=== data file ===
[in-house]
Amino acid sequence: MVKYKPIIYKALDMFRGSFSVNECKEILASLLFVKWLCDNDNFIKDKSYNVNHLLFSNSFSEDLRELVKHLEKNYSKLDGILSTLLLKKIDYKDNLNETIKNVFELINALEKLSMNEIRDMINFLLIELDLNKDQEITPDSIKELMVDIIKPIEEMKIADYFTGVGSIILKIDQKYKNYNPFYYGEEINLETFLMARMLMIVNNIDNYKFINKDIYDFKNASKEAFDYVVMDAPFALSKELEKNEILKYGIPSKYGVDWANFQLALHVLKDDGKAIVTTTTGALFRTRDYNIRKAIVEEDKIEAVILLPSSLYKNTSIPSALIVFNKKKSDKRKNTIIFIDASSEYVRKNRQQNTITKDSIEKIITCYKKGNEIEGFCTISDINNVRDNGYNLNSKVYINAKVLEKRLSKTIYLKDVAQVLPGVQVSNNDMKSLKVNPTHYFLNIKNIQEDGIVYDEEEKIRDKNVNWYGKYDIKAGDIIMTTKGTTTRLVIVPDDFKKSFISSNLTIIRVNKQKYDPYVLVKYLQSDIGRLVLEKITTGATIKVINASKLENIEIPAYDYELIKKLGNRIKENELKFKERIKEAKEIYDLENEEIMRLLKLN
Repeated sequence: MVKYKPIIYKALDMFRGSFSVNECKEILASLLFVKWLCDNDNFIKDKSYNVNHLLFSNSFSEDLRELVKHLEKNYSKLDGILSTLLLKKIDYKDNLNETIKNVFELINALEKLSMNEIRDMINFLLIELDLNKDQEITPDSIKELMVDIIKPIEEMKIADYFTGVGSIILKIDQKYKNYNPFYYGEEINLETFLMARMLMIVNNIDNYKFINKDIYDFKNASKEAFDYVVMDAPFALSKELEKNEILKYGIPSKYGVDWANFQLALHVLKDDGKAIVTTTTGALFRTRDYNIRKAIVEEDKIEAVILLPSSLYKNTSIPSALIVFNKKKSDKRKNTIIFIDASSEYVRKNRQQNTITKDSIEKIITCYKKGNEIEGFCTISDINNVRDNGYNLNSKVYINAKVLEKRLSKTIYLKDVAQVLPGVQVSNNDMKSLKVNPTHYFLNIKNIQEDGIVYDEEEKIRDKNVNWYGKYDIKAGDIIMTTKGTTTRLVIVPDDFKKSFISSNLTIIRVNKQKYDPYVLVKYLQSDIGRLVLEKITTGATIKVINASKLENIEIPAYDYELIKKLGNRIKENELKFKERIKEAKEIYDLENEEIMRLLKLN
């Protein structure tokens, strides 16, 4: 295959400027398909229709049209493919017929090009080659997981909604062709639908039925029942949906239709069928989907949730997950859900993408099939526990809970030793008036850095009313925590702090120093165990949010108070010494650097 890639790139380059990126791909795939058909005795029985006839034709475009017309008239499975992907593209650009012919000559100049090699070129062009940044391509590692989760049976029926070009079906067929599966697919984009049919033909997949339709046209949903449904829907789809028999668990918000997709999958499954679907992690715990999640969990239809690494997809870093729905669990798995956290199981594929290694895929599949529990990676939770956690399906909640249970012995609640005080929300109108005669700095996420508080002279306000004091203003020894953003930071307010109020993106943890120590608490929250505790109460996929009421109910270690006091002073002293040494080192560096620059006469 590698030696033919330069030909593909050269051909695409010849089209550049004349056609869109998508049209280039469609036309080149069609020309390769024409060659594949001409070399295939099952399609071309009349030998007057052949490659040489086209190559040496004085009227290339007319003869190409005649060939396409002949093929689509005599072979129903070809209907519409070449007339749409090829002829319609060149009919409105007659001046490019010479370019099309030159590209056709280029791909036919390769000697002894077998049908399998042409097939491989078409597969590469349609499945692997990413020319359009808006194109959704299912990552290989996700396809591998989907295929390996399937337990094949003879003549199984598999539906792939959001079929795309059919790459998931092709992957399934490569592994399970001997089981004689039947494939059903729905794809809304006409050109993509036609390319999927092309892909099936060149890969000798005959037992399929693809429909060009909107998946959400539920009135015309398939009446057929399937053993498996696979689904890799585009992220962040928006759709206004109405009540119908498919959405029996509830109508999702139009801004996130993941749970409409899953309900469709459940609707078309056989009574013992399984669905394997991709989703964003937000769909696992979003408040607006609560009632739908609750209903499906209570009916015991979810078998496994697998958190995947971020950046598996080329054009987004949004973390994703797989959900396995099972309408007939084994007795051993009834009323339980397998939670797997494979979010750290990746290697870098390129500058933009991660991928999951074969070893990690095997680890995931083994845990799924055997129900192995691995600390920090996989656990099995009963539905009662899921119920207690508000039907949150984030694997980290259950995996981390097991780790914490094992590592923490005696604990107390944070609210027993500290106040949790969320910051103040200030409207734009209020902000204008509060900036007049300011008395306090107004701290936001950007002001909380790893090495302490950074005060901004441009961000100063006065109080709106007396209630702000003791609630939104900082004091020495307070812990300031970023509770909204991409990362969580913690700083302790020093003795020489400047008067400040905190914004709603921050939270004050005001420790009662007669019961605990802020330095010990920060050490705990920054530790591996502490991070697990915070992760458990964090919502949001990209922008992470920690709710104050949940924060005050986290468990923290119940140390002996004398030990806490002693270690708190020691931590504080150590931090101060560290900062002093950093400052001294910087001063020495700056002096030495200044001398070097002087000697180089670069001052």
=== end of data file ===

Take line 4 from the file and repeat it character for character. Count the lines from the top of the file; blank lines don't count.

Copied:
């Protein structure tokens, strides 16, 4: 295959400027398909229709049209493919017929090009080659997981909604062709639908039925029942949906239709069928989907949730997950859900993408099939526990809970030793008036850095009313925590702090120093165990949010108070010494650097 890639790139380059990126791909795939058909005795029985006839034709475009017309008239499975992907593209650009012919000559100049090699070129062009940044391509590692989760049976029926070009079906067929599966697919984009049919033909997949339709046209949903449904829907789809028999668990918000997709999958499954679907992690715990999640969990239809690494997809870093729905669990798995956290199981594929290694895929599949529990990676939770956690399906909640249970012995609640005080929300109108005669700095996420508080002279306000004091203003020894953003930071307010109020993106943890120590608490929250505790109460996929009421109910270690006091002073002293040494080192560096620059006469 590698030696033919330069030909593909050269051909695409010849089209550049004349056609869109998508049209280039469609036309080149069609020309390769024409060659594949001409070399295939099952399609071309009349030998007057052949490659040489086209190559040496004085009227290339007319003869190409005649060939396409002949093929689509005599072979129903070809209907519409070449007339749409090829002829319609060149009919409105007659001046490019010479370019099309030159590209056709280029791909036919390769000697002894077998049908399998042409097939491989078409597969590469349609499945692997990413020319359009808006194109959704299912990552290989996700396809591998989907295929390996399937337990094949003879003549199984598999539906792939959001079929795309059919790459998931092709992957399934490569592994399970001997089981004689039947494939059903729905794809809304006409050109993509036609390319999927092309892909099936060149890969000798005959037992399929693809429909060009909107998946959400539920009135015309398939009446057929399937053993498996696979689904890799585009992220962040928006759709206004109405009540119908498919959405029996509830109508999702139009801004996130993941749970409409899953309900469709459940609707078309056989009574013992399984669905394997991709989703964003937000769909696992979003408040607006609560009632739908609750209903499906209570009916015991979810078998496994697998958190995947971020950046598996080329054009987004949004973390994703797989959900396995099972309408007939084994007795051993009834009323339980397998939670797997494979979010750290990746290697870098390129500058933009991660991928999951074969070893990690095997680890995931083994845990799924055997129900192995691995600390920090996989656990099995009963539905009662899921119920207690508000039907949150984030694997980290259950995996981390097991780790914490094992590592923490005696604990107390944070609210027993500290106040949790969320910051103040200030409207734009209020902000204008509060900036007049300011008395306090107004701290936001950007002001909380790893090495302490950074005060901004441009961000100063006065109080709106007396209630702000003791609630939104900082004091020495307070812990300031970023509770909204991409990362969580913690700083302790020093003795020489400047008067400040905190914004709603921050939270004050005001420790009662007669019961605990802020330095010990920060050490705990920054530790591996502490991070697990915070992760458990964090919502949001990209922008992470920690709710104050949940924060005050986290468990923290119940140390002996004398030990806490002693270690708190020691931590504080150590931090101060560290900062002093950093400052001294910087001063020495700056002096030495200044001398070097002087000697180089670069001052």